‘Judges Retire in Abject Poverty, Disgrace’

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Judge Roosevelt Willie of Criminal Court 'A'

Judge Willie Alarms

Judge Roosevelt Willie, the president of the National Association of Trial Judges of Liberia (NATJL), said on yesterday that the continued denial by the government to pay retirement pension and benefit to judges has left most of them who have retired to live in abject poverty and disgrace.

Willie, also Resident Judge of Criminal Court ‘A’ at the Temple of Justice, delivered his charge yesterday during the opening of Criminal Courts, A, B, C, D and wondered aloud, “It is very disheartening and frustrating for professionals like us to serve our country for all our lifetime and after reaching the retirement age of 70, live in abject poverty and disgrace.”

Willie’s assertion comes just days after another retired Associate Justice Gladys K. Johnson sued the government for refusing to pay her legal and factual pensions and benefits, since August 2016, up to and including the filing date of her Petition of Writ of Mandamus before the Supreme Court.

Mandamus is a “Special proceeding to obtain a writ requiring the respondents to perform an official duty.”

Speaking to his audience that included Chief Justice Francis Saye Korkpor, judges, lawyers as well as party litigants, Willie explained that once a judge was to be retired his or her allowances cease to exist.

“The monthly allowances of US$5,000 for judges and US$2,000 for magistrates and the 135 or 40 gallons of fuel as well as the quarterly scratch cards (GSM) and some funds for entertainment, including vehicles are all cut-off  by the government,” the criminal court judge disclosed.

The NATJL president was frank yesterday to inform his audience that judges were receiving Liberian dollar LD$7,500 as monthly retirement benefits, likewise magistrates were taking LD$4,000, which is 50% of their take-home pay.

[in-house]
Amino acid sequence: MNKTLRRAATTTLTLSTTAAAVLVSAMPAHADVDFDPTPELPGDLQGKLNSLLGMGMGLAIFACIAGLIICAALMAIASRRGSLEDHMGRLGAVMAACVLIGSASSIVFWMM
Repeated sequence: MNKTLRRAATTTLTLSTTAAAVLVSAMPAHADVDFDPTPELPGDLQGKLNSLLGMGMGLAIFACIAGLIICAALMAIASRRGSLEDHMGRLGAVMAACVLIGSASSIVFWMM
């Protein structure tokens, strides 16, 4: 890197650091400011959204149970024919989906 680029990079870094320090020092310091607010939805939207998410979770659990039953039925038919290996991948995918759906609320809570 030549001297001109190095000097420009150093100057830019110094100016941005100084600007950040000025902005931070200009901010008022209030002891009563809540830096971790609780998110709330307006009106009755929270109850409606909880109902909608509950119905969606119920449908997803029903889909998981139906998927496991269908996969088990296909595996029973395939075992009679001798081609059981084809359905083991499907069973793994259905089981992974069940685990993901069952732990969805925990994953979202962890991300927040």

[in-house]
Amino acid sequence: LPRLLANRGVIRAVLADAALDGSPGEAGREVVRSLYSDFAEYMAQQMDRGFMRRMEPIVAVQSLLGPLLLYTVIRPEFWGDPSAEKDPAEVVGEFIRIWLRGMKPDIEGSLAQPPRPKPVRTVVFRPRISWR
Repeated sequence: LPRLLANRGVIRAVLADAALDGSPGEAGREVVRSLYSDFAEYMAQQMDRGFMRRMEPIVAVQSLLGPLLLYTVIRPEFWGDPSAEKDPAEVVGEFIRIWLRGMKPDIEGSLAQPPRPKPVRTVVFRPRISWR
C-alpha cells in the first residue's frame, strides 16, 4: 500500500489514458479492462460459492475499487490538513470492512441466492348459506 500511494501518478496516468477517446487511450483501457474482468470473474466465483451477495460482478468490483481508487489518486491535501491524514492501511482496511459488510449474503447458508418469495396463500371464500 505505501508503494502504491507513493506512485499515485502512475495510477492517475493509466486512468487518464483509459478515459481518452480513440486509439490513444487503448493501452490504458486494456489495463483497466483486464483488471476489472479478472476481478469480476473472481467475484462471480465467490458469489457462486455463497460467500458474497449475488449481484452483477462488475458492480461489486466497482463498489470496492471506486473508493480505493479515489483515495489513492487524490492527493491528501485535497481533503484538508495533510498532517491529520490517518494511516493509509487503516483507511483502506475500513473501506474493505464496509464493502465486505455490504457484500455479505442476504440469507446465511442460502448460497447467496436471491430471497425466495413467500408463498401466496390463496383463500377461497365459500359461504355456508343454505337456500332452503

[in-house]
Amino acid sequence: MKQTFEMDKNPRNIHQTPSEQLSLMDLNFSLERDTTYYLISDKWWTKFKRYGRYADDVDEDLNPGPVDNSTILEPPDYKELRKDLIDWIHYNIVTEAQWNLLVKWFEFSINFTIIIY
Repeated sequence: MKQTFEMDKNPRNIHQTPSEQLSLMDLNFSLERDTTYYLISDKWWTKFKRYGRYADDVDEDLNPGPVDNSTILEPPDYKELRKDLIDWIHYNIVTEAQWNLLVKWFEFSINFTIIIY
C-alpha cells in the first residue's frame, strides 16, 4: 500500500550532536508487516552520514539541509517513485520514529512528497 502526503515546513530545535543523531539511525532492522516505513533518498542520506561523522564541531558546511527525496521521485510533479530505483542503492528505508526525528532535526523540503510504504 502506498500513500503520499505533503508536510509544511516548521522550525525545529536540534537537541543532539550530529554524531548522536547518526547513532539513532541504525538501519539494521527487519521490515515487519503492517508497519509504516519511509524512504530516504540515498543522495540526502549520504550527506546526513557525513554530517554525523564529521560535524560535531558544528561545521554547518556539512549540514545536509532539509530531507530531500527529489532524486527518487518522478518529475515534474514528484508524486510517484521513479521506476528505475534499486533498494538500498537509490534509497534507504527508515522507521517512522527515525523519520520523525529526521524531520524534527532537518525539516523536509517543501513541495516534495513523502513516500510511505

Explaining the ordeal of some judges, Willie said, Judge William Ware, who was retired few years back, could not live on the LD$7,500 monthly retirement benefit with his family, and because of that stressful situation he died.

“During his period of sickness, it was the association that was catering to his medical bills, even until he died,” the criminal court judge recollected.

He also explained that another retired Judge, Friday Nah of the Debt Court in Sinoe County, has suffered from stroke and, because of the poor retirement benefits, the NATJL was also caring for his welfare.

Besides Nah, Willie said, Judge Amy Musu Jones is also sick and cannot even walk and that the association is also caring for her wellbeing and welfare.

To ensure that judges get their just retirement benefits, Willie told the gathering about their engagement with the Legislative and Executive Branches to see reason to enact the appropriate laws in that direction.

“But, our plight for retirement benefits over the years continue to fall on deaf ears and have yielded no fruitful results,” the criminal court judge declared.

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3 COMMENTS

  1. The courts are part of the Judiciary branch of government headed by the Supreme Court, so why isn’t the chief Justice making sure judges are properly compensated? It doesn’t make sense.

    • Who supposed to pay for their retirement package ? Judges make 5,000 to 6,000 US dollars per month, plus salaries in Liberian dollars. From the statement, if judges were paying into their retirement plan and government was owing them money they put into the plan , oh boy , the loud mouth, followed by the big mouth. But they expect the market women in the hot sun to pay their retirement. The farmers breaking their backs feeding them by putting food on their tables must pay for their retirement.

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